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A holographic file system for a multicomputer with many disk nodes

Author: Amnon Barak; Bernard A Galler; Yaron Farber; University of Michigan. Department of Electrical Engineering and Computer Science.
Publisher: Ann Arbor, Mich. : University of Michigan, Computer Science and Engineering Division, Dept. of Electrical Engineering and Computer Science, [1988]
Series: Technical report (University of Michigan. Department of Electrical Engineering and Computer Science), CSE-TR-01-88.
Edition/Format:   Book : EnglishView all editions and formats
Database:WorldCat
Summary:
Abstract: "Future computing systems may involve thousands of networked general-purpose computers, without shared memory or shared devices. The 'operating system' for such a configuration must be completely distributed, and it must tolerate the random disappearance of nodes, possibly with obsolete control information and/or data. Traditional file systems are not equipped to satisfy these requirements. We present a
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Document Type: Book
All Authors / Contributors: Amnon Barak; Bernard A Galler; Yaron Farber; University of Michigan. Department of Electrical Engineering and Computer Science.
OCLC Number: 23034278
Description: 25 pages ; 28 cm.
Series Title: Technical report (University of Michigan. Department of Electrical Engineering and Computer Science), CSE-TR-01-88.
Responsibility: by A. Barak, B.A. Galler, and Y. Farber.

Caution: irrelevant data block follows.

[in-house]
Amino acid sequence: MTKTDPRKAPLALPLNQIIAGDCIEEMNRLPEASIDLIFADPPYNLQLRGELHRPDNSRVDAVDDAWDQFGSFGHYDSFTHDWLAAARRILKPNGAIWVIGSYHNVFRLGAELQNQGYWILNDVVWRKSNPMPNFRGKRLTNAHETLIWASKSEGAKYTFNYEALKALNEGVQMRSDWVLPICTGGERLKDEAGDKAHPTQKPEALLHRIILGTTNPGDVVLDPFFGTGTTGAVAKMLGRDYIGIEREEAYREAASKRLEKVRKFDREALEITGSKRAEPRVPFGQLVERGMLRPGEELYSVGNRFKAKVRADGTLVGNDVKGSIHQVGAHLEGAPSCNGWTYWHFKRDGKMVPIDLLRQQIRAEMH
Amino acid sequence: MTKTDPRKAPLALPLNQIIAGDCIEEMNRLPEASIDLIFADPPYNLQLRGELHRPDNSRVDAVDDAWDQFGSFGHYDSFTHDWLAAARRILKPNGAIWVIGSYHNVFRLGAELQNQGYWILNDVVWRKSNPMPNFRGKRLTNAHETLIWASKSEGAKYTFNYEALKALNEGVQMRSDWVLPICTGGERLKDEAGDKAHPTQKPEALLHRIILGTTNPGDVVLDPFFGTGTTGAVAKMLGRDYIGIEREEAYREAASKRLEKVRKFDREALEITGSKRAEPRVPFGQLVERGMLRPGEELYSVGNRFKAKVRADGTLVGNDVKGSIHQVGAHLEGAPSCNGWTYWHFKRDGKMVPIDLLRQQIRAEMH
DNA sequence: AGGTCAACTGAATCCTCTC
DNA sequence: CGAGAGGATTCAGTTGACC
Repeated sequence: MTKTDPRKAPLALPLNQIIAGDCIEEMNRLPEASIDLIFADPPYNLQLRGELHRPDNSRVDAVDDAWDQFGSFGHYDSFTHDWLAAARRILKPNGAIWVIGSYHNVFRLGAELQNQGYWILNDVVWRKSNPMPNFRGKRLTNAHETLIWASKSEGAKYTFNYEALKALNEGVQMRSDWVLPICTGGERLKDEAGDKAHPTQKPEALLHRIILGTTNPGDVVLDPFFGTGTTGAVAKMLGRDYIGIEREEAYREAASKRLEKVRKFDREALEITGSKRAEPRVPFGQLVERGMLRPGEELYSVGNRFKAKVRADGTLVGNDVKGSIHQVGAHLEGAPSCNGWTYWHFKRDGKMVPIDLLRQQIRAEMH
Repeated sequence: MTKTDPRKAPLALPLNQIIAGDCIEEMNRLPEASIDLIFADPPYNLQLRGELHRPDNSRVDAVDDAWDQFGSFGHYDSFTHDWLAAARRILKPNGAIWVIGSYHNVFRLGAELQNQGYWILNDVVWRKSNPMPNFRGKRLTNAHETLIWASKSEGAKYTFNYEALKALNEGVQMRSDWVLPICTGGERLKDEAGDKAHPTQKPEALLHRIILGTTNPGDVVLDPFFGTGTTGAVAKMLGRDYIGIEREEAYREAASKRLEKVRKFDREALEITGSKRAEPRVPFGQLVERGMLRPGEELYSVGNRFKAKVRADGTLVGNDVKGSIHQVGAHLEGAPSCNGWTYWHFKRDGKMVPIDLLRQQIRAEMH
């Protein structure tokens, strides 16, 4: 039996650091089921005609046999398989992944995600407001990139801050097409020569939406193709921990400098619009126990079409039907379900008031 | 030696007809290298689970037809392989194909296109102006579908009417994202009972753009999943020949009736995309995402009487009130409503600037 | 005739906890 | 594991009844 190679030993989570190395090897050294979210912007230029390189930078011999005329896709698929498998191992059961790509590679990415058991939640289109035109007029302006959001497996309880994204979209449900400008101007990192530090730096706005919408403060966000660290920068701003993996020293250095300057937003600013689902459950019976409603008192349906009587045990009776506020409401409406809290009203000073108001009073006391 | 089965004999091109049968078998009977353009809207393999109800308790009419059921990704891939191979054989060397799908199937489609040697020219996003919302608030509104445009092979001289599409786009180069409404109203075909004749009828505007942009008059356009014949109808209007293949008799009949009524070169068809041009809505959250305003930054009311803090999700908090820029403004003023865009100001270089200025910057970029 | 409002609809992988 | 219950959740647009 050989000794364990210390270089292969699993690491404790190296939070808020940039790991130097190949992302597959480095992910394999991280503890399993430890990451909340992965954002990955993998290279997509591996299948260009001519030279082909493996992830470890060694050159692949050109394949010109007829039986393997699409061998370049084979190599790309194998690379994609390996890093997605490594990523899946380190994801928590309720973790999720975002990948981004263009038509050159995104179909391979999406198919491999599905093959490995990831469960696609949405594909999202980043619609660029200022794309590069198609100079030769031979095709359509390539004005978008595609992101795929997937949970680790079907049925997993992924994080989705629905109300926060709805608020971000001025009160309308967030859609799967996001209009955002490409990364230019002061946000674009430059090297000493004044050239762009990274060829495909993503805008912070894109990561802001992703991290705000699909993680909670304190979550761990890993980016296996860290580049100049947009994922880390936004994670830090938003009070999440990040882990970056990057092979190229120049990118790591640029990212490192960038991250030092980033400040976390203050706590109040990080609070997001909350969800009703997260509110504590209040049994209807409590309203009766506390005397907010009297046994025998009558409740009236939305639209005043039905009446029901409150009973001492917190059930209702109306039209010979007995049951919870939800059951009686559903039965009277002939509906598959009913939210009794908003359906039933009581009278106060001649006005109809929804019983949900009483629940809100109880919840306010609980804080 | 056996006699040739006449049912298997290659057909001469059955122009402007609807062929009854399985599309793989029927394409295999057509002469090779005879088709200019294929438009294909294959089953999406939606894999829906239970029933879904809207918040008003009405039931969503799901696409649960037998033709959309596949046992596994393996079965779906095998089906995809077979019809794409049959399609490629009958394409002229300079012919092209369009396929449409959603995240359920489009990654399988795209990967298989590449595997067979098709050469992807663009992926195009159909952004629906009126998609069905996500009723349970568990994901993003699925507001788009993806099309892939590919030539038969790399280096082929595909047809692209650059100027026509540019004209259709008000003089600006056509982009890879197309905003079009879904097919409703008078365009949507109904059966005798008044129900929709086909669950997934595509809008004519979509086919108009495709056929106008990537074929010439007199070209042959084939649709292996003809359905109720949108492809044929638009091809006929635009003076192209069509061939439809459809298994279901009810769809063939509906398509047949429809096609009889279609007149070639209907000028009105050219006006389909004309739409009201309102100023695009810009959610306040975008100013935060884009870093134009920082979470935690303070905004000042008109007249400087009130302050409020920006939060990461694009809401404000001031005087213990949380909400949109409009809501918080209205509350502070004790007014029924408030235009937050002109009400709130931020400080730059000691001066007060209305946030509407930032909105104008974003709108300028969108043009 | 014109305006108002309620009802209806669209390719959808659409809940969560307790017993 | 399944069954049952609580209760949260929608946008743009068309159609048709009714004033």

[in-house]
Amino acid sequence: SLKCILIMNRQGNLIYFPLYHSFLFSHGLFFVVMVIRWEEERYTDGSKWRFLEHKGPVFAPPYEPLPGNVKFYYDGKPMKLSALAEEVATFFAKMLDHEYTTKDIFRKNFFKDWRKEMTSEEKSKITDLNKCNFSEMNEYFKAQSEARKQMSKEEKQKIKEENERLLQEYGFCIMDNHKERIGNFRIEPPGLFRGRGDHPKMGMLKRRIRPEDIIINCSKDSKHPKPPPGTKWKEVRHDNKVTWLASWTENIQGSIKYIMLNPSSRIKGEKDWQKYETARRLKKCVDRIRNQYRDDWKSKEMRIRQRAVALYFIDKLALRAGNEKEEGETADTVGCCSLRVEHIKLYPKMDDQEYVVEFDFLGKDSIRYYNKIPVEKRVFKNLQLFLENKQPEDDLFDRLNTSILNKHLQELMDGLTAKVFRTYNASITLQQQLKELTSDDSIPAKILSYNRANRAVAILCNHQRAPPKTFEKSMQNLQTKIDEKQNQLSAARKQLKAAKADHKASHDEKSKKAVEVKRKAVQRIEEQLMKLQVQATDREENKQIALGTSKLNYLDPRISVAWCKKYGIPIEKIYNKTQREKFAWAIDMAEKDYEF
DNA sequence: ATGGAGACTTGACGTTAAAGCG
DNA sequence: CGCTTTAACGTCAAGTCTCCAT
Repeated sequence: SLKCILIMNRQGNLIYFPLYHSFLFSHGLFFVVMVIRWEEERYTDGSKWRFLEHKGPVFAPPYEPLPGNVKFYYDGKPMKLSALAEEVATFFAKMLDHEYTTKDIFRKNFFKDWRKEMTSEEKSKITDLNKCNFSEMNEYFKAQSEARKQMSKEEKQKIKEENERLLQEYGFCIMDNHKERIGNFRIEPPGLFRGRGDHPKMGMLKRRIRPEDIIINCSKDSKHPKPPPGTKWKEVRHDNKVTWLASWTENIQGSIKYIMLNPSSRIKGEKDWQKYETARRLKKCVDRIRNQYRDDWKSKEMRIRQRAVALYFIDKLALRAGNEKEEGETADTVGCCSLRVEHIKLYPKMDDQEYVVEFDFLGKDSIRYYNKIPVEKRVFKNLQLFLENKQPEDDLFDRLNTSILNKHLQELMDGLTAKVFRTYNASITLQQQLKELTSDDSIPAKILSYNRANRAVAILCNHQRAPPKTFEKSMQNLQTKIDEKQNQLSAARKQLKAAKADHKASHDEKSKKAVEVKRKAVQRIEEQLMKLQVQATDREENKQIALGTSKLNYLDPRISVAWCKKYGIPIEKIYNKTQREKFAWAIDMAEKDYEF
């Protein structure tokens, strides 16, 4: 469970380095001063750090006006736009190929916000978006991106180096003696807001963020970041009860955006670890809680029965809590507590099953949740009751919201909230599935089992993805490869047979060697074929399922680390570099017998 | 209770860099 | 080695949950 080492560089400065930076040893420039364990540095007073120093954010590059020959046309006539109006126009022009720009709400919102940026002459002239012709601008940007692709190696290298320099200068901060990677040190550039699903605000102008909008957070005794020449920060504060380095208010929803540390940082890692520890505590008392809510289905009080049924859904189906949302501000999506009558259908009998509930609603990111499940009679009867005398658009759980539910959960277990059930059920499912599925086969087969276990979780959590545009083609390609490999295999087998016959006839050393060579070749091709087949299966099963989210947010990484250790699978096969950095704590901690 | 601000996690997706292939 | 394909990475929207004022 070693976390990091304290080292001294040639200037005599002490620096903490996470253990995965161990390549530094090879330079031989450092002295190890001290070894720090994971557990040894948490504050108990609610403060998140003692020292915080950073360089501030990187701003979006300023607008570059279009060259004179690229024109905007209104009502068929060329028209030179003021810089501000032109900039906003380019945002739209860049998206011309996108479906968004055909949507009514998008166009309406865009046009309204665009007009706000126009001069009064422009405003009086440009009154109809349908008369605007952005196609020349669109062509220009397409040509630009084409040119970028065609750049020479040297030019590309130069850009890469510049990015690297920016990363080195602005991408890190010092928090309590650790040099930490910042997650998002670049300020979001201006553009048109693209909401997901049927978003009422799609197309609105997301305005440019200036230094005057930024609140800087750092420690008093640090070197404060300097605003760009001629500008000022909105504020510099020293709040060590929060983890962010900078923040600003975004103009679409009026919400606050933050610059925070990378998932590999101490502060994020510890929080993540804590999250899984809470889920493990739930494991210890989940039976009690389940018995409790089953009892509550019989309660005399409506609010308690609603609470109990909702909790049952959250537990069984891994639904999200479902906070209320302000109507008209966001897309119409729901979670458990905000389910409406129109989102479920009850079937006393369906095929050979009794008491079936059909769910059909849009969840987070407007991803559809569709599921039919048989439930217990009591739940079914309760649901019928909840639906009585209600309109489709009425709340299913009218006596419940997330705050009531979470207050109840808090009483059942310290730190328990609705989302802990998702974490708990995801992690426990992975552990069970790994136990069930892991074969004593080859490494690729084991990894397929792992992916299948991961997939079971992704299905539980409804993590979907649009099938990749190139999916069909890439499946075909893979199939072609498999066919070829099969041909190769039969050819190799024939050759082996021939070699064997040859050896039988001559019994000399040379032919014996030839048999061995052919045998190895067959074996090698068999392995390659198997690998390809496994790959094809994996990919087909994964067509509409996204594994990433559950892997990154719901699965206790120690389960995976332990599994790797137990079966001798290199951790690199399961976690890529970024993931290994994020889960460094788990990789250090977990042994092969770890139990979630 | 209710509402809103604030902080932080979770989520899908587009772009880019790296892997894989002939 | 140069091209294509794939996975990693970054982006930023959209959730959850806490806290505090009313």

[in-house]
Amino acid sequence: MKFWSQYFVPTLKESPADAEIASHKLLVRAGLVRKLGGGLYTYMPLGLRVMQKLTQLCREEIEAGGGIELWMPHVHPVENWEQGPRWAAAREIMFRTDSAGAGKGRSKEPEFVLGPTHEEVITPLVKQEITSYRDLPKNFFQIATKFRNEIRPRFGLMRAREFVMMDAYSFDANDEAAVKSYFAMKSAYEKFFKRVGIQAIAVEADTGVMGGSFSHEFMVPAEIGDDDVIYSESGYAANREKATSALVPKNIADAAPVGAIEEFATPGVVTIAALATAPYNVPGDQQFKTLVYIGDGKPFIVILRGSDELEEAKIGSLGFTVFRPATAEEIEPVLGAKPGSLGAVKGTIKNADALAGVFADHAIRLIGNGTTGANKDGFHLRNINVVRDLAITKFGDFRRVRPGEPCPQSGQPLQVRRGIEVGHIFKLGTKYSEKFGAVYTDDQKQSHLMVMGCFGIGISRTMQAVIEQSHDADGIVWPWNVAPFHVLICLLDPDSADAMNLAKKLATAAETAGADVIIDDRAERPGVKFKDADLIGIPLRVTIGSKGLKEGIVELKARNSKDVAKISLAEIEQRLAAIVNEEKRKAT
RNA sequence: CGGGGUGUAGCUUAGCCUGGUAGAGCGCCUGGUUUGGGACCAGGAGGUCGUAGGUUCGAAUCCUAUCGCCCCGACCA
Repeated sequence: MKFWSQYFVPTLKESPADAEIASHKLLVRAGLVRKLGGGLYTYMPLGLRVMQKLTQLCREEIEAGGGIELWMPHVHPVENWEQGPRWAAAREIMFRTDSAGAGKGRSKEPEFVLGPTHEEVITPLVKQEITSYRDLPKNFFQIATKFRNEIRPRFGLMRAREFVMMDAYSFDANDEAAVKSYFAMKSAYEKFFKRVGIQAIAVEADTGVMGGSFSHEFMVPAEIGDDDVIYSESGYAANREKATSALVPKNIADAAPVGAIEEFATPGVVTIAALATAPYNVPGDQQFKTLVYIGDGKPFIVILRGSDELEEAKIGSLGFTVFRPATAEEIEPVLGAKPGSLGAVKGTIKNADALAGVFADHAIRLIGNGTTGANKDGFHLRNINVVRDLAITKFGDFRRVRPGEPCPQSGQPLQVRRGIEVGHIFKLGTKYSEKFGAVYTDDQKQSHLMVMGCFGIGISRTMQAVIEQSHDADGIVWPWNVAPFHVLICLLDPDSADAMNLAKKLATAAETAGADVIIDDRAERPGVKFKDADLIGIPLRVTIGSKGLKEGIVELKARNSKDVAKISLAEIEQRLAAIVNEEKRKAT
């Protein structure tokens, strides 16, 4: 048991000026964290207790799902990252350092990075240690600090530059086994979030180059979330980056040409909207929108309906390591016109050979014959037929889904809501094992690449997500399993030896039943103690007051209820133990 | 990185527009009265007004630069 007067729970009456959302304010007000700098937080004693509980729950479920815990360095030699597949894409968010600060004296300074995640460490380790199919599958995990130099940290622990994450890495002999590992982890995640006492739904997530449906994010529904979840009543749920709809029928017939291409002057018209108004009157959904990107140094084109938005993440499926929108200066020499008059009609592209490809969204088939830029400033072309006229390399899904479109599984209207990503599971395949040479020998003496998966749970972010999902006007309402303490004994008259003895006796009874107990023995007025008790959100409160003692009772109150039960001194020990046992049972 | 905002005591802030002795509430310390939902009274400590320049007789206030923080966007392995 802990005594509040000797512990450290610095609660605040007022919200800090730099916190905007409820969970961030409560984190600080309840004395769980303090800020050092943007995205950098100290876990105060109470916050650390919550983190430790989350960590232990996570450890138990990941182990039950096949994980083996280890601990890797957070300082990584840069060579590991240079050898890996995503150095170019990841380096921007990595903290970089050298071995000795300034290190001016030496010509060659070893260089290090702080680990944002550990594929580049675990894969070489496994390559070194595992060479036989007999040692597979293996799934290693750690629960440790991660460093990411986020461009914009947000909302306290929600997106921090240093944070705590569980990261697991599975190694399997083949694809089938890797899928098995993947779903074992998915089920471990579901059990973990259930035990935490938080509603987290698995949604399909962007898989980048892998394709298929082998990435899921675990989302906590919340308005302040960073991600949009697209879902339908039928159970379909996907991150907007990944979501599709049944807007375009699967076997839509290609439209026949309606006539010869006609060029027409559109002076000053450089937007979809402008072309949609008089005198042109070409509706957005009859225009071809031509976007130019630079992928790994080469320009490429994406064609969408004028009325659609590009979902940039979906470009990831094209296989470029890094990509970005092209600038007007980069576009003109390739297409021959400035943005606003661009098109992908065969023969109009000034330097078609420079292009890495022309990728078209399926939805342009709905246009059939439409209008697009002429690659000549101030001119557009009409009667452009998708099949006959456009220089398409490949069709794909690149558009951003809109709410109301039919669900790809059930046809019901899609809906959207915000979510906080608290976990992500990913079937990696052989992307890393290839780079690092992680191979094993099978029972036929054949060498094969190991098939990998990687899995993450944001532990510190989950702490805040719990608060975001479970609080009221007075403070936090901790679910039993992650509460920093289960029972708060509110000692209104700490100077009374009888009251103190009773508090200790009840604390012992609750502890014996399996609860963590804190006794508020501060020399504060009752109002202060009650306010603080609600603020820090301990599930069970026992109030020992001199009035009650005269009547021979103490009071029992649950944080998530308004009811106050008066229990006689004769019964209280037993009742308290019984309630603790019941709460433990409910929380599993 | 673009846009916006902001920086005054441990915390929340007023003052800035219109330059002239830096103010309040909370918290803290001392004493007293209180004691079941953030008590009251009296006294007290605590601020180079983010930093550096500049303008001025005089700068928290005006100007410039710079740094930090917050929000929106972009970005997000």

Abstract:

Abstract: "Future computing systems may involve thousands of networked general-purpose computers, without shared memory or shared devices. The 'operating system' for such a configuration must be completely distributed, and it must tolerate the random disappearance of nodes, possibly with obsolete control information and/or data. Traditional file systems are not equipped to satisfy these requirements. We present a 'holographic' file system (HFS) for concurrent data retrieval in a computer system with a large number of disks (although it is probable that most nodes will be diskless).

In such a file system it is possible to operate on a file by simultaneously utilizing many (or all) of the disks, since the file system is organized to take advantage of the multiplicity of equipment, rather than limiting access to a single disk for each file, as in most existing file systems. The main advantages of the HFS are a speed-up in data retrieval related to the number of disks, and improved availability by allowing access to parts of a file even when other parts of that file are not accessible."

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